"We used to put area programs together to co-sponsor and facilitate meetings. It gave me an opportunity to meet some producers here, which hopefully is a good start," Childs said, adding that in the upcoming months, he plans to attend agriculture-related programs, meetings and events to meet producers and find out about their goals and needs.

Childs took the Loudoun position wanting to narrow his focus to one county and to provide producers with in-depth educational programs in animal science and forage, small grain and crop production. Loudoun has about 1,100 farms and is ranked No. 1 in the state for horse production, in the top five for hay production and in the top 10 for beef cattle, he said.

"He is a guy who knows very well the issues confronting Loudoun agriculture. He has a lot of experience in livestock and agronomy, and he's a very innovative thinker," said Louis Nichols, agricultural development officer and a member of the interview committee. "I think he knows how to make Loudoun's agriculture as profitable as it can be."

Nichols pointed out that both Warren and Loudoun counties are experiencing similar pressures with high land values, along with the general pressures of land costs, lack of labor and reduced commodity prices. "He's experienced all of that so far. He's a guy who's very capable of dealing with pressure on the agriculture community," he said.

IN HIS ROLE as extension agent, Childs will work with traditional family operations in livestock, horses, crops and grains. Extension agents are tasked with bringing research-based education that has been developed at land-grant universities to the local community, communicating the information in one-on-one meetings at farms and homes and at public and 4-H club meetings, extension programs and through the Internet.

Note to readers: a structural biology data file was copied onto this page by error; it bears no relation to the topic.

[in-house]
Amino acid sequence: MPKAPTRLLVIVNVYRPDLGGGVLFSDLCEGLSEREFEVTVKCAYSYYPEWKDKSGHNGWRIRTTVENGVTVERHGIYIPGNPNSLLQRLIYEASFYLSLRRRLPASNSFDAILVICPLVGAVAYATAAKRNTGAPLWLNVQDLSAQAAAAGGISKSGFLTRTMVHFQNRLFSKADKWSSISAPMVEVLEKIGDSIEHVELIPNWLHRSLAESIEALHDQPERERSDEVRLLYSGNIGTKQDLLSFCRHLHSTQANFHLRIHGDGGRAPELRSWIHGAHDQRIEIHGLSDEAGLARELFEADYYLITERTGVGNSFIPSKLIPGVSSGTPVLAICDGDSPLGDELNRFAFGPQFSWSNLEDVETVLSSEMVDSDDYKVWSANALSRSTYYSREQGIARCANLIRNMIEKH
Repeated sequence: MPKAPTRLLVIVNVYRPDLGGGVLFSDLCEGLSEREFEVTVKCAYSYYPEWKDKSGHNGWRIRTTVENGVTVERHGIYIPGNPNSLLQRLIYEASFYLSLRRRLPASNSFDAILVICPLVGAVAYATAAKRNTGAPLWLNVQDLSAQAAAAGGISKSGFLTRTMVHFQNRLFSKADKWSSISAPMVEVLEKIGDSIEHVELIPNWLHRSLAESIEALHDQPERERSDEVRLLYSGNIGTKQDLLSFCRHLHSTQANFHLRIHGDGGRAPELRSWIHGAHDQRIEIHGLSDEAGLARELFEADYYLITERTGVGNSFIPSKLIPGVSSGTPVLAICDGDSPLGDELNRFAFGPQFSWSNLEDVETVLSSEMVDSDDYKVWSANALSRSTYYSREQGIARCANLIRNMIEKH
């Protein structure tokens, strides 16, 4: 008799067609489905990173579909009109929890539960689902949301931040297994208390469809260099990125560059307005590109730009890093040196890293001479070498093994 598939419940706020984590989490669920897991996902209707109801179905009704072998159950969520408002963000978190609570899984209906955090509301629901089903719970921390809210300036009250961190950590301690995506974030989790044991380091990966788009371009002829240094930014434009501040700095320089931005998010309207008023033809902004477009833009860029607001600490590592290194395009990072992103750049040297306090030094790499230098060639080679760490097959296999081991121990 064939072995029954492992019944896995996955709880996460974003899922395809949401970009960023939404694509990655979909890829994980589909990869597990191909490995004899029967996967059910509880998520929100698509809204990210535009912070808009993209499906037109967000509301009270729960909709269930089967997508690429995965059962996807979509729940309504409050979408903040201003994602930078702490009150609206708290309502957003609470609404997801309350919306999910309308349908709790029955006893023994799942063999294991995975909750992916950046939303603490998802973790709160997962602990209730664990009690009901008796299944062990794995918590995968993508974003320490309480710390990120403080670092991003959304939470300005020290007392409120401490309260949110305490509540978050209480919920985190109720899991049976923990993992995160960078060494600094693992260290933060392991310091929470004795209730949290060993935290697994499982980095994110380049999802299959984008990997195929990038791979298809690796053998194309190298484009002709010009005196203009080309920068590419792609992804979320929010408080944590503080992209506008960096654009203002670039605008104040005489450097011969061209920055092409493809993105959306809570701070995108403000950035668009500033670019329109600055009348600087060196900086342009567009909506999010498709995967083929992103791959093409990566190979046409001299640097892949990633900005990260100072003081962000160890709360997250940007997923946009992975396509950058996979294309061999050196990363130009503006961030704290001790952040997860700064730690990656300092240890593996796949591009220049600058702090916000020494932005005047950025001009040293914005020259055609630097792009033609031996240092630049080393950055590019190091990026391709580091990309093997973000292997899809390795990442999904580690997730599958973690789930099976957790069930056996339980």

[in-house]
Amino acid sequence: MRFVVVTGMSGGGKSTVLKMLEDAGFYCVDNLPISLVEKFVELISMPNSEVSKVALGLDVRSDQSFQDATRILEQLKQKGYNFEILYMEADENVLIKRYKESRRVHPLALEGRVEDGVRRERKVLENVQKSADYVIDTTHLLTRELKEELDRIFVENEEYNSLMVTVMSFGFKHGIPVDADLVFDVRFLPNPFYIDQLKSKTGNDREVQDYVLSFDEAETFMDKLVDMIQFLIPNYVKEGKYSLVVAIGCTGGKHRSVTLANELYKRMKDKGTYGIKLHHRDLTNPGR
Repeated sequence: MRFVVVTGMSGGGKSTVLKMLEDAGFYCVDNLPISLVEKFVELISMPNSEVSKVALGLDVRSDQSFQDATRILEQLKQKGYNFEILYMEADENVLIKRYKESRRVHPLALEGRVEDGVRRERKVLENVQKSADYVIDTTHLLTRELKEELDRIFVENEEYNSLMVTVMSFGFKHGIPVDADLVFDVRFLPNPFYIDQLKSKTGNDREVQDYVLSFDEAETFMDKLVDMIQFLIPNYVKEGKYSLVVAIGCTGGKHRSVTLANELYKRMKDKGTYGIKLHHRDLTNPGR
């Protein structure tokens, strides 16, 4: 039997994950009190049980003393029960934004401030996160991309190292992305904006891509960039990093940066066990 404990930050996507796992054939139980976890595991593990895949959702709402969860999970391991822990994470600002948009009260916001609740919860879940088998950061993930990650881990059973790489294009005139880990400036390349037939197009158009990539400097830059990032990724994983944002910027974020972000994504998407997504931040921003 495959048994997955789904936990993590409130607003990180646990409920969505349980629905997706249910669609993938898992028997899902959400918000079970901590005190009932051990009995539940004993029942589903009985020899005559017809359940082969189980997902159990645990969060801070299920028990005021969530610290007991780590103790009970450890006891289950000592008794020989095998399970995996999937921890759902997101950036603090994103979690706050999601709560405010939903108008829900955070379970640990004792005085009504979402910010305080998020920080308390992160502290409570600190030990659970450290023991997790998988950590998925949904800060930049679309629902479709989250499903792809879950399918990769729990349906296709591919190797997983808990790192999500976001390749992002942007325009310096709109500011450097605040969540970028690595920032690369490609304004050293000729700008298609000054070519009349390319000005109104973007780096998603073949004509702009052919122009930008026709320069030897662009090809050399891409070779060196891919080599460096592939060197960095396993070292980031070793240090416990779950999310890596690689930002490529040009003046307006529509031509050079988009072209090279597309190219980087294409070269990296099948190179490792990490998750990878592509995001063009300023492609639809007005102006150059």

"I just love the lifestyle. It's challenging physically and mentally, but if you love the environment and love animals, it's a nice way of life," Childs said.

Besides agriculture, the Loudoun County Extension Office focuses on consumer sciences and 4-H youth development to provide a variety of programs and services in each of these areas. Four extension agents work in two of the areas, one serving family and consumer sciences and three, agriculture. The agriculture extension agents specialize in consumer horticulture, commercial horticulture and animal sciences and crops.

As extension services director, Childs will coordinate programs in youth, adult and family development and agricultural and horticultural programs for residences, businesses and farms. He also will serve as the extension-appointed director to the Loudoun Soil and Water Conservation District Board.

"We'll miss the county agent we had for 20 years. ... We are used to real good one, [so] he has good footprints to follow," said Upperville resident Jim Wylie, agriculture manager for Lazy Lane Farm in Upperville, an 1,800-acre farm that produces angus beef cattle, thoroughbred racehorses, hay and grain. Wylie knows Childs through hosting extension events and beef production meetings at the farm. "I'm glad he's here. Loudoun County still has a very active livestock business, and he has deep roots in quality livestock. ... He has a good handle on the beef industry in this region."

The extension office has 10 staff members, including extension agents, administrative assistants and program technicians. The office is funded through federal, state and local funds. The local portion for Fiscal Year 2004 is $454,000.